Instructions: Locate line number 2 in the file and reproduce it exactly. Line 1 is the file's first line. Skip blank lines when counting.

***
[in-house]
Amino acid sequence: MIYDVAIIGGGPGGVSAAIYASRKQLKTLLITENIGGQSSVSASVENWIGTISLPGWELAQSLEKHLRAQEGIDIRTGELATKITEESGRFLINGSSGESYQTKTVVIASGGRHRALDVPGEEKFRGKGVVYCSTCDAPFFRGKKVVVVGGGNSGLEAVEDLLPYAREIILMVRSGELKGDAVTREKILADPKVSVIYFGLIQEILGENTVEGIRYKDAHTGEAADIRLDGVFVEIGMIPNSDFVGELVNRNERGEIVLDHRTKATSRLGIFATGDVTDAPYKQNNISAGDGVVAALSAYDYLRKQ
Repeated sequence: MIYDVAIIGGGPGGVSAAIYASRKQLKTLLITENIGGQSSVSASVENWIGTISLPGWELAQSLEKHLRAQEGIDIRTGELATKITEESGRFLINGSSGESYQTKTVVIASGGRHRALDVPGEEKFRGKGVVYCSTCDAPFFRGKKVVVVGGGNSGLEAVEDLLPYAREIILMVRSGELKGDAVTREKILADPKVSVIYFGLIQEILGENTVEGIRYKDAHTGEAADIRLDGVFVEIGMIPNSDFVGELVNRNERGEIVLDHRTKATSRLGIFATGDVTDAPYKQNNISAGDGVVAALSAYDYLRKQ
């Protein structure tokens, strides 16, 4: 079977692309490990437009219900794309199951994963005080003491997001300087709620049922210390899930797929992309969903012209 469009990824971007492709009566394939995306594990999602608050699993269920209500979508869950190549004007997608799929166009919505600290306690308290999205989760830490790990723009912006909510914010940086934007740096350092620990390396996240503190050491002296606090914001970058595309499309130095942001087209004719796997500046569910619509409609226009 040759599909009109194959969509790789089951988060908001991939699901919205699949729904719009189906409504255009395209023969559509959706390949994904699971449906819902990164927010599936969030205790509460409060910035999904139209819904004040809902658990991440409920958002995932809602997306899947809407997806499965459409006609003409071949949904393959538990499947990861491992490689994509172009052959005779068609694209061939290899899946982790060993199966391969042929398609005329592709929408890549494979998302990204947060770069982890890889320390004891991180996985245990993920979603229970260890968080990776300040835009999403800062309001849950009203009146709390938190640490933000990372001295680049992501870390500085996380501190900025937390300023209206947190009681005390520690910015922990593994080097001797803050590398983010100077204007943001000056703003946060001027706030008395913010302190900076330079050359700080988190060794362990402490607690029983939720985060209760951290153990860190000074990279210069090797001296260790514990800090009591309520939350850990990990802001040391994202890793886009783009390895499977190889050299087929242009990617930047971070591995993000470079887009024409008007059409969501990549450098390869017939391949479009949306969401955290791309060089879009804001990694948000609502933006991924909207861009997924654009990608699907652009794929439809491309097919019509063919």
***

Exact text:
Amino acid sequence: MIYDVAIIGGGPGGVSAAIYASRKQLKTLLITENIGGQSSVSASVENWIGTISLPGWELAQSLEKHLRAQEGIDIRTGELATKITEESGRFLINGSSGESYQTKTVVIASGGRHRALDVPGEEKFRGKGVVYCSTCDAPFFRGKKVVVVGGGNSGLEAVEDLLPYAREIILMVRSGELKGDAVTREKILADPKVSVIYFGLIQEILGENTVEGIRYKDAHTGEAADIRLDGVFVEIGMIPNSDFVGELVNRNERGEIVLDHRTKATSRLGIFATGDVTDAPYKQNNISAGDGVVAALSAYDYLRKQ